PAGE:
On calculation of quasi-two-dimensional divergence-free projections for visualization of three-dimensional incompressible flows  [PDF]
Alexander Gelfgat
Physics , 2015,
Abstract: A visualization of three-dimensional incompressible flows by divergence-free quasi-two-dimensional projections of the velocity field on three coordinate planes was recently proposed. The projections were calculated using divergence-free Galerkin bases, which resulted in the whole procedure being complicated and CPU-time consuming. Here we propose an alternative way based on the Chorin projection combined with a SIMPLE-like iteration. The approach proposed is much easier in realization, allows for faster computations, and can be generalized for arbitrary curvilinear orthogonal coordinates. To illustrate the visualization method, examples of flow visualization in cylindrical and spherical coordinates, as well as post-processing of experimental 3D-PTV data are presented.
SinicView: A visualization environment for comparisons of multiple nucleotide sequence alignment tools
Arthur Shih, DT Lee, Laurent Lin, Chin-Lin Peng, Shiang-Heng Chen, Yu-Wei Wu, Chun-Yi Wong, Meng-Yuan Chou, Tze-Chang Shiao, Mu-Fen Hsieh
BMC Bioinformatics , 2006, DOI: 10.1186/1471-2105-7-103
Abstract: In this paper, we present a versatile alignment visualization system, called SinicView, (for Sequence-aligning INnovative and Interactive Comparison VIEWer), which allows the user to efficiently compare and evaluate assorted nucleotide alignment results obtained by different tools. SinicView calculates similarity of the alignment outputs under a fixed window using the sum-of-pairs method and provides scoring profiles of each set of aligned sequences. The user can visually compare alignment results either in graphic scoring profiles or in plain text format of the aligned nucleotides along with the annotations information. We illustrate the capabilities of our visualization system by comparing alignment results obtained by MLAGAN, MAVID, and MULTIZ, respectively.With SinicView, users can use their own data sequences to compare various alignment tools or scoring systems and select the most suitable one to perform alignment in the initial stage of sequence analysis.With exponentially increasing genomic sequences available in the public domain [1-5] comparative genomics demonstrates its power to help biologists identify novel conserved and functional regions in genomes [6-9]. Based on the comparison of cross-species genomic sequences, biologists can understand the evolutionary relationship of genomic regions among species, discover conserved regions between different genomes, such as yeast species genomes [10], metazoan genomes [11], vertebrate genomes [12], and mammalian genomes [13], discover regulatory motifs in the yeast [14] and human promoters [15] or identify potential conserved non-genic sequences (CNGs) [16].However, genomic sequences can be megabase long and thus the traditional sequence alignment tools based on dynamic programming would not work efficiently due to their time and space complexities. To better tackle this problem, several tools for genomic sequence alignment have been proposed, such as pairwise sequence aligners like MUMmer [17], GS-Aligner [18]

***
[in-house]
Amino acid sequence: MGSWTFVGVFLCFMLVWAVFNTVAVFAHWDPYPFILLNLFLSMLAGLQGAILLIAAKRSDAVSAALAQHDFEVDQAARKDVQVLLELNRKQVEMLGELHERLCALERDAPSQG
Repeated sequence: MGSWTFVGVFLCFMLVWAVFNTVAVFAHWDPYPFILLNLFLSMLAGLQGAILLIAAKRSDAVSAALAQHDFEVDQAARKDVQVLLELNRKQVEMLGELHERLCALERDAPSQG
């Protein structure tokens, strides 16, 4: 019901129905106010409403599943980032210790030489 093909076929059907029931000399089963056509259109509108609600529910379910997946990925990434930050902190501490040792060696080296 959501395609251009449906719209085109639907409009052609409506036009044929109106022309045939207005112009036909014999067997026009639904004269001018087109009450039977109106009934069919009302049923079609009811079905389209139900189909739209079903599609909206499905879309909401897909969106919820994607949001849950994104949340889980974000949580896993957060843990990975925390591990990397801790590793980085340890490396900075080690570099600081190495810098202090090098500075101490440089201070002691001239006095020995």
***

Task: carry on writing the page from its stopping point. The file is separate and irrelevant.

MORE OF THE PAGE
Translating biomarkers between multi-way time-series experiments  [PDF]
Ilkka Huopaniemi,Tommi Suvitaival,Matej Ore?i?,Samuel Kaski
Statistics , 2010,
Abstract: Translating potential disease biomarkers between multi-species 'omics' experiments is a new direction in biomedical research. The existing methods are limited to simple experimental setups such as basic healthy-diseased comparisons. Most of these methods also require an a priori matching of the variables (e.g., genes or metabolites) between the species. However, many experiments have a complicated multi-way experimental design often involving irregularly-sampled time-series measurements, and for instance metabolites do not always have known matchings between organisms. We introduce a Bayesian modelling framework for translating between multiple species the results from 'omics' experiments having a complex multi-way, time-series experimental design. The underlying assumption is that the unknown matching can be inferred from the response of the variables to multiple covariates including time.
Review:Visualization of Three-Dimensional Medical Images

LI Yan,TAN Ou,DUAN Hui long,

中国图象图形学报 , 2001,